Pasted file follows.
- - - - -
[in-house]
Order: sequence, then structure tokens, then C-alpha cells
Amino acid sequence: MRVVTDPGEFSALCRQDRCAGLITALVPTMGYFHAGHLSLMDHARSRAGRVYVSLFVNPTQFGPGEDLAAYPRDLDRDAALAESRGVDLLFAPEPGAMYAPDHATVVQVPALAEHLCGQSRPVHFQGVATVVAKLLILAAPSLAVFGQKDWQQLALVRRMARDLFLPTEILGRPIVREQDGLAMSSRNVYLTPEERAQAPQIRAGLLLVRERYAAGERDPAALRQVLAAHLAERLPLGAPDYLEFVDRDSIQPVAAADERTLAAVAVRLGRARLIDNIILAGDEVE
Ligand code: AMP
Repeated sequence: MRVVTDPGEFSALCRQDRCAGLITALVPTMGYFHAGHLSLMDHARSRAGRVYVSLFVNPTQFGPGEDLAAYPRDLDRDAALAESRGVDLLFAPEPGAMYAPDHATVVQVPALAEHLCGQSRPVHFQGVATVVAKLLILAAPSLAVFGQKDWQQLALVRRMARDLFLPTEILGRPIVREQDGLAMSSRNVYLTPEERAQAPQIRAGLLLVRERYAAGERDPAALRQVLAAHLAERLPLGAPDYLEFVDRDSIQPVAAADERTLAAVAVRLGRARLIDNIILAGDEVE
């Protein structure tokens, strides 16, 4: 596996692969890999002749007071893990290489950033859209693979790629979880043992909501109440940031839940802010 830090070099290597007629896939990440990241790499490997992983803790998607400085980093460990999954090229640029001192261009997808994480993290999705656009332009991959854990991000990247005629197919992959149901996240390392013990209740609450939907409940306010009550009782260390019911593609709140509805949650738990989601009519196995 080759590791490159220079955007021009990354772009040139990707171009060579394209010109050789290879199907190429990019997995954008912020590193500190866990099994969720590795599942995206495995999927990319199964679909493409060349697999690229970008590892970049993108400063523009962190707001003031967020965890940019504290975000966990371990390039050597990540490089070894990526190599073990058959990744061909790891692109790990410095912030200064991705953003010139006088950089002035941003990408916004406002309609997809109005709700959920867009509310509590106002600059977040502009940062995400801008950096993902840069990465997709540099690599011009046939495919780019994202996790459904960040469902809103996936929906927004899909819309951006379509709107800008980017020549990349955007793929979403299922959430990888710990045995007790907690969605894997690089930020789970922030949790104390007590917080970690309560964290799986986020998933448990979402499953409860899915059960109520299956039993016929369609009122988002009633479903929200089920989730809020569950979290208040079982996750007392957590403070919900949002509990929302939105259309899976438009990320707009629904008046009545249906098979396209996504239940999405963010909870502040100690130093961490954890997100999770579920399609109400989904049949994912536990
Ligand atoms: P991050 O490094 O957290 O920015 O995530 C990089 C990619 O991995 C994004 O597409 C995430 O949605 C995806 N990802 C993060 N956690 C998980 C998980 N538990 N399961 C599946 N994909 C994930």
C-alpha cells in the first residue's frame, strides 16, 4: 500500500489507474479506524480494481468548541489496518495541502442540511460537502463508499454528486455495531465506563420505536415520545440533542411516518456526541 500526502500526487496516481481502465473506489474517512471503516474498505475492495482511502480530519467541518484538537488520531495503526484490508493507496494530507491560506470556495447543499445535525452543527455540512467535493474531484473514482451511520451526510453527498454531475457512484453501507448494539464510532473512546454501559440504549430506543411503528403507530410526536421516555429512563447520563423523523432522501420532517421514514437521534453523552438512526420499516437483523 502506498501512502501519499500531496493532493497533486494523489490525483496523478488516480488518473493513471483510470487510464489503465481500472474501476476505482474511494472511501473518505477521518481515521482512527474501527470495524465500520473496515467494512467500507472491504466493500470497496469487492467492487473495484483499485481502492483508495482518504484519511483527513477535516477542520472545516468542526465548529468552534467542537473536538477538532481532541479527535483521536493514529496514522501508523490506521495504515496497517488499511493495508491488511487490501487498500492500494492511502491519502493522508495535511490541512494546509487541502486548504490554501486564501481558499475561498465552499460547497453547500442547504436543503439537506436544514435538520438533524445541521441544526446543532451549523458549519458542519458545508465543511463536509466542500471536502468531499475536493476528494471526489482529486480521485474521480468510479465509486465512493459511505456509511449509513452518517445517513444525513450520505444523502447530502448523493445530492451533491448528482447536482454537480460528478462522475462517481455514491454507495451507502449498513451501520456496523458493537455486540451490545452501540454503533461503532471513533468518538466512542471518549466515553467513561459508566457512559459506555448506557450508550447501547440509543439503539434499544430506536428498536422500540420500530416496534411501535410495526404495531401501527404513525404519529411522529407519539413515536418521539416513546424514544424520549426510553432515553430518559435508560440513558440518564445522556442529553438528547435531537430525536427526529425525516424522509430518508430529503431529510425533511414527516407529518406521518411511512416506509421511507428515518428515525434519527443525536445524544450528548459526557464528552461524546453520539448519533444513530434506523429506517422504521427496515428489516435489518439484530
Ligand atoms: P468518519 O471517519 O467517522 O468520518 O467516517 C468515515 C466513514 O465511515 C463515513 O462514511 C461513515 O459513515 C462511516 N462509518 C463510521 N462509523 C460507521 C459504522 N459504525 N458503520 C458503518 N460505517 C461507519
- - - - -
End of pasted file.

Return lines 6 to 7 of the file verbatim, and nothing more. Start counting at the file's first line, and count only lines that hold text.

């Protein structure tokens, strides 16, 4: 596996692969890999002749007071893990290489950033859209693979790629979880043992909501109440940031839940802010 830090070099290597007629896939990440990241790499490997992983803790998607400085980093460990999954090229640029001192261009997808994480993290999705656009332009991959854990991000990247005629197919992959149901996240390392013990209740609450939907409940306010009550009782260390019911593609709140509805949650738990989601009519196995 080759590791490159220079955007021009990354772009040139990707171009060579394209010109050789290879199907190429990019997995954008912020590193500190866990099994969720590795599942995206495995999927990319199964679909493409060349697999690229970008590892970049993108400063523009962190707001003031967020965890940019504290975000966990371990390039050597990540490089070894990526190599073990058959990744061909790891692109790990410095912030200064991705953003010139006088950089002035941003990408916004406002309609997809109005709700959920867009509310509590106002600059977040502009940062995400801008950096993902840069990465997709540099690599011009046939495919780019994202996790459904960040469902809103996936929906927004899909819309951006379509709107800008980017020549990349955007793929979403299922959430990888710990045995007790907690969605894997690089930020789970922030949790104390007590917080970690309560964290799986986020998933448990979402499953409860899915059960109520299956039993016929369609009122988002009633479903929200089920989730809020569950979290208040079982996750007392957590403070919900949002509990929302939105259309899976438009990320707009629904008046009545249906098979396209996504239940999405963010909870502040100690130093961490954890997100999770579920399609109400989904049949994912536990
Ligand atoms: P991050 O490094 O957290 O920015 O995530 C990089 C990619 O991995 C994004 O597409 C995430 O949605 C995806 N990802 C993060 N956690 C998980 C998980 N538990 N399961 C599946 N994909 C994930």